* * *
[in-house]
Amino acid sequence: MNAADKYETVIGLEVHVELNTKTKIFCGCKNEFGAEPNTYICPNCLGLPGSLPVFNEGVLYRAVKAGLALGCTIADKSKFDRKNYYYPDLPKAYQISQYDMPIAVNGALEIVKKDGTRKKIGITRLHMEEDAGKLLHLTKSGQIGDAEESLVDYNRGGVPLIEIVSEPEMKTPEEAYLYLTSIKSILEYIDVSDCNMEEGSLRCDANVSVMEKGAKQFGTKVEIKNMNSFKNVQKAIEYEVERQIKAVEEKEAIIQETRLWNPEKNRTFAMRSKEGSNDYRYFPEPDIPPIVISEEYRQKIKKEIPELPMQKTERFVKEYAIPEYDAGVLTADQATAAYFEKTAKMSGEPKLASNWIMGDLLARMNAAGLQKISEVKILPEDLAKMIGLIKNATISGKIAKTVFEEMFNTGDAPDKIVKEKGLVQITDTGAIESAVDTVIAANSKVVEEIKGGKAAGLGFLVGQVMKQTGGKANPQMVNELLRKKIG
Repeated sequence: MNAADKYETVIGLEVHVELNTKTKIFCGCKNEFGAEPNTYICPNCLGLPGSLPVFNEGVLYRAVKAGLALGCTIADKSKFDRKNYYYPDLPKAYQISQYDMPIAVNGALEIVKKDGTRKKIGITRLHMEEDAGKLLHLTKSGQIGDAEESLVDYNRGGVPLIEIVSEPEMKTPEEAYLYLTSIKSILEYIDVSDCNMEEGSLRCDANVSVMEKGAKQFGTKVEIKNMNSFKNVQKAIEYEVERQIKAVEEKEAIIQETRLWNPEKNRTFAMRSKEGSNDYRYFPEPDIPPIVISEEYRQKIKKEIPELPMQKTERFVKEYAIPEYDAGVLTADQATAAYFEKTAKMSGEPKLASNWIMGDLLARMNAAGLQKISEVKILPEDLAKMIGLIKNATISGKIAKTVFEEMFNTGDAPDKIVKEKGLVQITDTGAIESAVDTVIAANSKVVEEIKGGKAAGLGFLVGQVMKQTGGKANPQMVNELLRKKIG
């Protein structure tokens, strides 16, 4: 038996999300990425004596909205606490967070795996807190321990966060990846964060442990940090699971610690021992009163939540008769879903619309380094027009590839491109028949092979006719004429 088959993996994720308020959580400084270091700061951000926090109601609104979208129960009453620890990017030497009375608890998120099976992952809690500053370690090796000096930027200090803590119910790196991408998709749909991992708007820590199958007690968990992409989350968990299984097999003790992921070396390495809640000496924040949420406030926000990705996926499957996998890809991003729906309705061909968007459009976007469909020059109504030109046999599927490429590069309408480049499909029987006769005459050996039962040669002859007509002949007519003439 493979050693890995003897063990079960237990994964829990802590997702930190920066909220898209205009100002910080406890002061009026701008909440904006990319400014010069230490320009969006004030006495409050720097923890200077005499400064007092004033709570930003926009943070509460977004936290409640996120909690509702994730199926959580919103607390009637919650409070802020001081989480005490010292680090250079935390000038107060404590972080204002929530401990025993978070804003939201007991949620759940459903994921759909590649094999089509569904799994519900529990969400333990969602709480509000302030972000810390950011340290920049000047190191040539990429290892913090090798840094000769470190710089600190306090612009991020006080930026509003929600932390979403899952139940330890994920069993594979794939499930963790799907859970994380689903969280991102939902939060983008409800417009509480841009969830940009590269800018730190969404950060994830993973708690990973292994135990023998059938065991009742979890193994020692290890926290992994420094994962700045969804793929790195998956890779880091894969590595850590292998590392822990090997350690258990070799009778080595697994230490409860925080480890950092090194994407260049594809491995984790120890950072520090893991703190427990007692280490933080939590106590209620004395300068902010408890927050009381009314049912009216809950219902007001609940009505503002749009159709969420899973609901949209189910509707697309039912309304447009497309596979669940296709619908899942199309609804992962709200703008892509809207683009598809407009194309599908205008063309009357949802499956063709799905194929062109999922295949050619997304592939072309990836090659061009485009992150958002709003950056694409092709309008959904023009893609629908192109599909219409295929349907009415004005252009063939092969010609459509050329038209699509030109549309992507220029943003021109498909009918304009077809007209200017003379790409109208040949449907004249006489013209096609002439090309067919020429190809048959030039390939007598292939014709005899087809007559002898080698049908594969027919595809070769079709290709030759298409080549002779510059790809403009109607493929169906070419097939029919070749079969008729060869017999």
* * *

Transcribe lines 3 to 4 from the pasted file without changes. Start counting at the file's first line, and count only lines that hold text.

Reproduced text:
Repeated sequence: MNAADKYETVIGLEVHVELNTKTKIFCGCKNEFGAEPNTYICPNCLGLPGSLPVFNEGVLYRAVKAGLALGCTIADKSKFDRKNYYYPDLPKAYQISQYDMPIAVNGALEIVKKDGTRKKIGITRLHMEEDAGKLLHLTKSGQIGDAEESLVDYNRGGVPLIEIVSEPEMKTPEEAYLYLTSIKSILEYIDVSDCNMEEGSLRCDANVSVMEKGAKQFGTKVEIKNMNSFKNVQKAIEYEVERQIKAVEEKEAIIQETRLWNPEKNRTFAMRSKEGSNDYRYFPEPDIPPIVISEEYRQKIKKEIPELPMQKTERFVKEYAIPEYDAGVLTADQATAAYFEKTAKMSGEPKLASNWIMGDLLARMNAAGLQKISEVKILPEDLAKMIGLIKNATISGKIAKTVFEEMFNTGDAPDKIVKEKGLVQITDTGAIESAVDTVIAANSKVVEEIKGGKAAGLGFLVGQVMKQTGGKANPQMVNELLRKKIG
């Protein structure tokens, strides 16, 4: 038996999300990425004596909205606490967070795996807190321990966060990846964060442990940090699971610690021992009163939540008769879903619309380094027009590839491109028949092979006719004429 088959993996994720308020959580400084270091700061951000926090109601609104979208129960009453620890990017030497009375608890998120099976992952809690500053370690090796000096930027200090803590119910790196991408998709749909991992708007820590199958007690968990992409989350968990299984097999003790992921070396390495809640000496924040949420406030926000990705996926499957996998890809991003729906309705061909968007459009976007469909020059109504030109046999599927490429590069309408480049499909029987006769005459050996039962040669002859007509002949007519003439 493979050693890995003897063990079960237990994964829990802590997702930190920066909220898209205009100002910080406890002061009026701008909440904006990319400014010069230490320009969006004030006495409050720097923890200077005499400064007092004033709570930003926009943070509460977004936290409640996120909690509702994730199926959580919103607390009637919650409070802020001081989480005490010292680090250079935390000038107060404590972080204002929530401990025993978070804003939201007991949620759940459903994921759909590649094999089509569904799994519900529990969400333990969602709480509000302030972000810390950011340290920049000047190191040539990429290892913090090798840094000769470190710089600190306090612009991020006080930026509003929600932390979403899952139940330890994920069993594979794939499930963790799907859970994380689903969280991102939902939060983008409800417009509480841009969830940009590269800018730190969404950060994830993973708690990973292994135990023998059938065991009742979890193994020692290890926290992994420094994962700045969804793929790195998956890779880091894969590595850590292998590392822990090997350690258990070799009778080595697994230490409860925080480890950092090194994407260049594809491995984790120890950072520090893991703190427990007692280490933080939590106590209620004395300068902010408890927050009381009314049912009216809950219902007001609940009505503002749009159709969420899973609901949209189910509707697309039912309304447009497309596979669940296709619908899942199309609804992962709200703008892509809207683009598809407009194309599908205008063309009357949802499956063709799905194929062109999922295949050619997304592939072309990836090659061009485009992150958002709003950056694409092709309008959904023009893609629908192109599909219409295929349907009415004005252009063939092969010609459509050329038209699509030109549309992507220029943003021109498909009918304009077809007209200017003379790409109208040949449907004249006489013209096609002439090309067919020429190809048959030039390939007598292939014709005899087809007559002898080698049908594969027919595809070769079709290709030759298409080549002779510059790809403009109607493929169906070419097939029919070749079969008729060869017999």